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How to protect my garden for winter

If you hope to return to a glorious garden come summer, the key is preparing your garden in winter for the harsh months ahead. 

Annual vegetables are nearing the end of their lifespan. After the rush of spring planting and the peak of summer’s harvest, it’s tempting to shut the garden gate and let nature take its course. 

However, a few careful steps executed now will save you effort in the long run. If you would like to reduce the amount of work facing you during next year’s spring:

 

Clean up rotting and finished plants

Having a load of dead plants and roots in your garden isn’t attractive for anyone’s home. The best thing you can do is dig them out. Make sure when you’re digging your plants up that they remove any bulbs or seeds and put them in safe storage for the spring. Saving your seeds saves you money by having to buy new plants again next year.

Clean up rotting

One thing to look into is checking which plants are perennials, trees, and shrubs as they will go dormant for the winter instead of dying. They may look dead, but they’re simply using less energy until the soil warms up and the days get longer. 

Allowing them to produce enough energy for photosynthesis. So when clearing your garden remember there are plenty of things going on during the cold months.

Look out for the wildlife 

Every garden benefits from an ecosystem of insects, birds and other wildlife. You can give them a helping hand during the colder months by leaving out feeders for birds and birdbaths. You may catch other animals using it as a water supply. The wildlife that lives around your garden is crucial to its survival in the summer.

Although you might want to prepare your garden for spring and tidy up that pile of leaves, sometimes it’s better for the wildlife if you leave some of it. A pile of fallen leaves can make a cosy hiding spot, and leaving wood piles gives insects a safe resting place. Doing this will also attract more wildlife to your garden for the spring helping with the pollination of your plants next year. 

Wildlife in garden

Where possible, leave areas undisturbed for hibernating creatures to safely sleep all winter. You can relax inside wrapped up warm and know hibernating wildlife in your garden are safe and cosy in the nooks and crannies you’ve left for them.

Clean Up and Repair

Although most gardeners know they should keep tools clean and well oiled throughout the year, it’s difficult to keep up with this task when gardening is in full swing. Fall is a great time to rejuvenate your tools’ lifespan by giving them some well-needed attention. Over the last 6 months, many of your tools will become blunt or are covered in soil and grass stains which would degrade them over the winter.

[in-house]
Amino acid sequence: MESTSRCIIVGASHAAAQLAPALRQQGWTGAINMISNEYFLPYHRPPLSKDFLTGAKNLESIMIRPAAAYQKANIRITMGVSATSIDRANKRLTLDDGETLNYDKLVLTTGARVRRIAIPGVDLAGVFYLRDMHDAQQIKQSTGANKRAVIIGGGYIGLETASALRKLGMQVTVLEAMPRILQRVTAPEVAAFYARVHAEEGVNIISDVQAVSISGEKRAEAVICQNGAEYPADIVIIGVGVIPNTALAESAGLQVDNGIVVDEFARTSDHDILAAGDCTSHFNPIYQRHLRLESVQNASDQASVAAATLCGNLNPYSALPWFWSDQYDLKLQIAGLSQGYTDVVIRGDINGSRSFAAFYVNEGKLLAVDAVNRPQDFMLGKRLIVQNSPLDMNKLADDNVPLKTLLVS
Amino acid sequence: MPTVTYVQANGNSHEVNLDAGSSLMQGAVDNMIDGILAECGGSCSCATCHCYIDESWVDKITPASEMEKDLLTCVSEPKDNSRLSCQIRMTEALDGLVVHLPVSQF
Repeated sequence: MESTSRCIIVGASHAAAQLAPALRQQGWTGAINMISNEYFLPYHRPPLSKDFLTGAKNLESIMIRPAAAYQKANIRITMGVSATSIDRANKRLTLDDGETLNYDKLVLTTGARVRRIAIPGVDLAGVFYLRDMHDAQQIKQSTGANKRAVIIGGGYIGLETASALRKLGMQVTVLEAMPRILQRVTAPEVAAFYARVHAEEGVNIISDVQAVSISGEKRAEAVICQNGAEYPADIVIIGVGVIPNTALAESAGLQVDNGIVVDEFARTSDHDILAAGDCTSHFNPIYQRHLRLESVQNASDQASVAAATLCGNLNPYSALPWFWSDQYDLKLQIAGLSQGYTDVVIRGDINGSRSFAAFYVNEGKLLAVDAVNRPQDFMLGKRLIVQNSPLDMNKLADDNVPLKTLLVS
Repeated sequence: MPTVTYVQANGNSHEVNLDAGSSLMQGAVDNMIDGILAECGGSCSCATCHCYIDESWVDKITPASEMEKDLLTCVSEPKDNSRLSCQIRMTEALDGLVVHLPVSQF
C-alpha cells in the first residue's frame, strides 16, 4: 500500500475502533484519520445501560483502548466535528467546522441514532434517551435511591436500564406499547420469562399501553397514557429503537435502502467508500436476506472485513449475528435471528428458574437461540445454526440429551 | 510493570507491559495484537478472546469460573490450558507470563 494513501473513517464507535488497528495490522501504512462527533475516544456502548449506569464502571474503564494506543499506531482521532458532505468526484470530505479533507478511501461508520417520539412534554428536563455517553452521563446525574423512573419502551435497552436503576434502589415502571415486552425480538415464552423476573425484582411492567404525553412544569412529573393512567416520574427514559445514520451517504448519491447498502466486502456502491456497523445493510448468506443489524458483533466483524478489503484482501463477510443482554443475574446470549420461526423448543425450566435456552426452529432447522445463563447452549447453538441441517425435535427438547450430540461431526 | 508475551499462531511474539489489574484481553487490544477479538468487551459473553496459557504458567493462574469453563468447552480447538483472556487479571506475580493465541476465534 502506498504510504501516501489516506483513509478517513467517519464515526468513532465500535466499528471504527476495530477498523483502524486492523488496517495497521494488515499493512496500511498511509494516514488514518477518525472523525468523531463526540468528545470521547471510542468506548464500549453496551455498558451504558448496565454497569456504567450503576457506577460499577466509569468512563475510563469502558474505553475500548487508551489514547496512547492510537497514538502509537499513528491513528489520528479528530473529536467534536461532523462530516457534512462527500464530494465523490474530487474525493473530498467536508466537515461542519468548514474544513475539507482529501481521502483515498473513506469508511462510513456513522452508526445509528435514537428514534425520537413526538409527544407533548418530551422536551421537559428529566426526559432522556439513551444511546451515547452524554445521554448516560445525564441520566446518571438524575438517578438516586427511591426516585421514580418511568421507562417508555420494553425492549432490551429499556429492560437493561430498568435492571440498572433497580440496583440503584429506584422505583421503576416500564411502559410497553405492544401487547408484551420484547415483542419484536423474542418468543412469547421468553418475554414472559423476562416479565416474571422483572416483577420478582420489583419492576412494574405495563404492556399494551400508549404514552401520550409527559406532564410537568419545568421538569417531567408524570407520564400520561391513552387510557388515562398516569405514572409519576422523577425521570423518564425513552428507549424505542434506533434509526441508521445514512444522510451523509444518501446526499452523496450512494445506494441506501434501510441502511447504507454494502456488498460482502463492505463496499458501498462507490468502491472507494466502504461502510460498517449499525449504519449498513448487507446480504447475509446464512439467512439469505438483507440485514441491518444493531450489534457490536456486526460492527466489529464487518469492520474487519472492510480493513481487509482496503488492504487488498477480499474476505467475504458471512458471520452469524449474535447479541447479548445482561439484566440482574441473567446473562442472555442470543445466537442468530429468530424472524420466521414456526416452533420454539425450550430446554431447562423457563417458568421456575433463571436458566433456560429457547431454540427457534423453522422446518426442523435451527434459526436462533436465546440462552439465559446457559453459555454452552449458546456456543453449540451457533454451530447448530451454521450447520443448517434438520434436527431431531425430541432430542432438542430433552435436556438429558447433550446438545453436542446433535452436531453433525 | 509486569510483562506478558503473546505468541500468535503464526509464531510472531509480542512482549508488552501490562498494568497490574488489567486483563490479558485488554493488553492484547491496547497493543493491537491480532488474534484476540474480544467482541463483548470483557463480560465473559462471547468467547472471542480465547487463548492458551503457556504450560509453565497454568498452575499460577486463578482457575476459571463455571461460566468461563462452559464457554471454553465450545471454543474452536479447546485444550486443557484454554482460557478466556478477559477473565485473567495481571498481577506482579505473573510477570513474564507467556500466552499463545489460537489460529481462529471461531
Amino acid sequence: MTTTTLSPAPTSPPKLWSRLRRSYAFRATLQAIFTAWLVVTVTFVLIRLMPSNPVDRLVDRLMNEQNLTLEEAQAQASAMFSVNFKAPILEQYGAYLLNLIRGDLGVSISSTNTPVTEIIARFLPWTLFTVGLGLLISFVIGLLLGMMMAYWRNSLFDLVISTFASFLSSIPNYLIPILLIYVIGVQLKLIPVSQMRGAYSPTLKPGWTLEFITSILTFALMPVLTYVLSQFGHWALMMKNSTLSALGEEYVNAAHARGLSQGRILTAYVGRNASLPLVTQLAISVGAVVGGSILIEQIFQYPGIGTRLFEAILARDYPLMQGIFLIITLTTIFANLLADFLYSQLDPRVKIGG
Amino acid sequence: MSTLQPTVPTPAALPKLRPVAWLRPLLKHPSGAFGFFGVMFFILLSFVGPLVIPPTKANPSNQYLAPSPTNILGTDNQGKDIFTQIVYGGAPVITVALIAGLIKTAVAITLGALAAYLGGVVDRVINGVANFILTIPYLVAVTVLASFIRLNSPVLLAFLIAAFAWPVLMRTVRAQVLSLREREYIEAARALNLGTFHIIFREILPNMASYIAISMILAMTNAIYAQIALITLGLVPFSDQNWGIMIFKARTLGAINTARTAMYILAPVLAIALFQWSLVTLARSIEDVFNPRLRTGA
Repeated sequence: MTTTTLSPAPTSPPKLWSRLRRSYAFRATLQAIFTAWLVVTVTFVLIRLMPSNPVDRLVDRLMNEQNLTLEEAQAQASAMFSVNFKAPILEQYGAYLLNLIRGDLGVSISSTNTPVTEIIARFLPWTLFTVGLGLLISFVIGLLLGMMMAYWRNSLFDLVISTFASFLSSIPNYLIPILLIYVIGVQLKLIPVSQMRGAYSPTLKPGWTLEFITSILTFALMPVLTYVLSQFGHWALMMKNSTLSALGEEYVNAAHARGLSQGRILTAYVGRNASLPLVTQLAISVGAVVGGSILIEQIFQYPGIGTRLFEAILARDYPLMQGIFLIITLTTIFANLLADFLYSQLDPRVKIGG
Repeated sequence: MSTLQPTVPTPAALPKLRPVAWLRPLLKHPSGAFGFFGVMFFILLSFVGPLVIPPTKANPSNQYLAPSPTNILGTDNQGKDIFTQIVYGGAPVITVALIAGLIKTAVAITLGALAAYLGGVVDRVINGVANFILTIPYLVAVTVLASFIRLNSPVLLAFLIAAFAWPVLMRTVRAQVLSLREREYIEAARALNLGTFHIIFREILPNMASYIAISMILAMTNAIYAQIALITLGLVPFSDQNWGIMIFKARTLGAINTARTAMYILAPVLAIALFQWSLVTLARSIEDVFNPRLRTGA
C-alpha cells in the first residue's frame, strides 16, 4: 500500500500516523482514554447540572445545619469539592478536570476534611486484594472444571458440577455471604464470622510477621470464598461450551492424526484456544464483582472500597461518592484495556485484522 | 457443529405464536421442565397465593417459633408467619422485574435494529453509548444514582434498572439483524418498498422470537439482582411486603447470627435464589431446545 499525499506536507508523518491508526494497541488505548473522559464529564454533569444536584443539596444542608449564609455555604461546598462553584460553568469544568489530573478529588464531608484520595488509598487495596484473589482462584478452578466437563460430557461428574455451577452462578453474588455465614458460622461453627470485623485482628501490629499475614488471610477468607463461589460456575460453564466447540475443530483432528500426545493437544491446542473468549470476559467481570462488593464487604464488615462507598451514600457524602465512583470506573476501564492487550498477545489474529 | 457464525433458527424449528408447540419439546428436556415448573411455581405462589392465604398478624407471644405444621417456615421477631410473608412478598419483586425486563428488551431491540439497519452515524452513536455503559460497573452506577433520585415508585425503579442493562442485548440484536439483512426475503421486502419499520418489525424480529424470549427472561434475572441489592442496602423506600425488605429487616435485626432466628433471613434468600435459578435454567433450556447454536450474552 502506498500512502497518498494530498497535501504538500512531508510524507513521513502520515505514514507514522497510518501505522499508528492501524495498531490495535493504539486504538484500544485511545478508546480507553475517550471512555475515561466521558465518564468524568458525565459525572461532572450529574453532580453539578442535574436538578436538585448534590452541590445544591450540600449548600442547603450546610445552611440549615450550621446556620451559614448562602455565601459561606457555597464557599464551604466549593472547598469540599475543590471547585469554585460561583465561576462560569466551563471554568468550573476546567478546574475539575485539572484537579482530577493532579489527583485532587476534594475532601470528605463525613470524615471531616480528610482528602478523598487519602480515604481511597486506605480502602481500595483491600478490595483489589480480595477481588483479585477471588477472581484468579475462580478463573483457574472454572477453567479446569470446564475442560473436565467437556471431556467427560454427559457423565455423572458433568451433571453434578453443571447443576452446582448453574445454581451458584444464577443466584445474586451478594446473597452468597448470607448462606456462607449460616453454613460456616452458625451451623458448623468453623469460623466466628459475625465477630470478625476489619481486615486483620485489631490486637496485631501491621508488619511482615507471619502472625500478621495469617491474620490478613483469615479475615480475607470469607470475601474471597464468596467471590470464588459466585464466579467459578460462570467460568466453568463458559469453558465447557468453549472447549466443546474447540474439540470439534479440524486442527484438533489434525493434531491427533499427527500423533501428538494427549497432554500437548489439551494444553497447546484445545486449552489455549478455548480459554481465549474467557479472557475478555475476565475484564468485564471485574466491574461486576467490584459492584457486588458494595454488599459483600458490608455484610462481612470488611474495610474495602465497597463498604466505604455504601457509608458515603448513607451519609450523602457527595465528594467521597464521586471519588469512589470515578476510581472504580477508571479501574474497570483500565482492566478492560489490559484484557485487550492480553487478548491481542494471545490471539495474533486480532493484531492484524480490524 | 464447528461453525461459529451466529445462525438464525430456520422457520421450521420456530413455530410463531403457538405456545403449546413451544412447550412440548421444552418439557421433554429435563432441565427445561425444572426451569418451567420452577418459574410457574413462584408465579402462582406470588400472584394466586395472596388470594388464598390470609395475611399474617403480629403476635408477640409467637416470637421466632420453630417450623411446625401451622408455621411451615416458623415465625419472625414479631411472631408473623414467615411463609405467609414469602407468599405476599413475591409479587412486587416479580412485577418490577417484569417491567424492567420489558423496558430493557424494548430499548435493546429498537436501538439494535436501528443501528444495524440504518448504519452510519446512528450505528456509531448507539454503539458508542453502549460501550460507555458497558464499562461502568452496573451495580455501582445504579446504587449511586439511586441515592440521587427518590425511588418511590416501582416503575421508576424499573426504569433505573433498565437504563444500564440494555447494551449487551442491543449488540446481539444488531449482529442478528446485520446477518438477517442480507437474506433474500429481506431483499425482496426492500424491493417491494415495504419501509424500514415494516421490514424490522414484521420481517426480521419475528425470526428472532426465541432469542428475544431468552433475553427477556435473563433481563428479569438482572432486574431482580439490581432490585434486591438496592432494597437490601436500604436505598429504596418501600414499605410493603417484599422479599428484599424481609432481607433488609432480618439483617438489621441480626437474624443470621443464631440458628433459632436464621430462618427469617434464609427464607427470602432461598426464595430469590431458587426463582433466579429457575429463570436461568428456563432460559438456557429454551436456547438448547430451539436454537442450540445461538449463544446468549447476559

Clean up and Repair

The best way to sort your tools out is to first wash the tools with warm water and either a brush or cloth depending on the tool used. Many of your metal tools have likely claimed some rust which you may struggle to remove with a regular brush, Sandpaper or a wire brush should do the trick. Afterwards, dry your tools off and coat them in oil to help extend their life for at least another year. 

Looking after your outdoor products 

If you have decking fencing or even some outdoor furniture it is worth giving it all a good wash and scrub down to remove any mould that would be left over the winter. The dirt on your outdoor products will have trapped moisture which will increase the mould growth so make sure there are no leftover marks.  For your decking and fencing, this is the perfect time to stain them. This will help them have a protective layer in the colder months when moisture is the highest. 

In wintertime, it’s best to cover up your furniture and store it somewhere dryer. Although we know that’s not always possible. If you are leaving your furniture outside but covering it over, either use a purpose-made cover or wrap it up in a tarpaulin.


Looking after outdoor products

Make sure everything is clean and bone dry before you cover it up and there is ventilation for air to circulate so that if moisture gets in it can also more easily get out on a dry day.

If mould was to grow on anything wooden it would likely need to be replaced in the springtime or it would likely fall down. Making sure everything is right before winter is important and can save you a lot of money in the future. 

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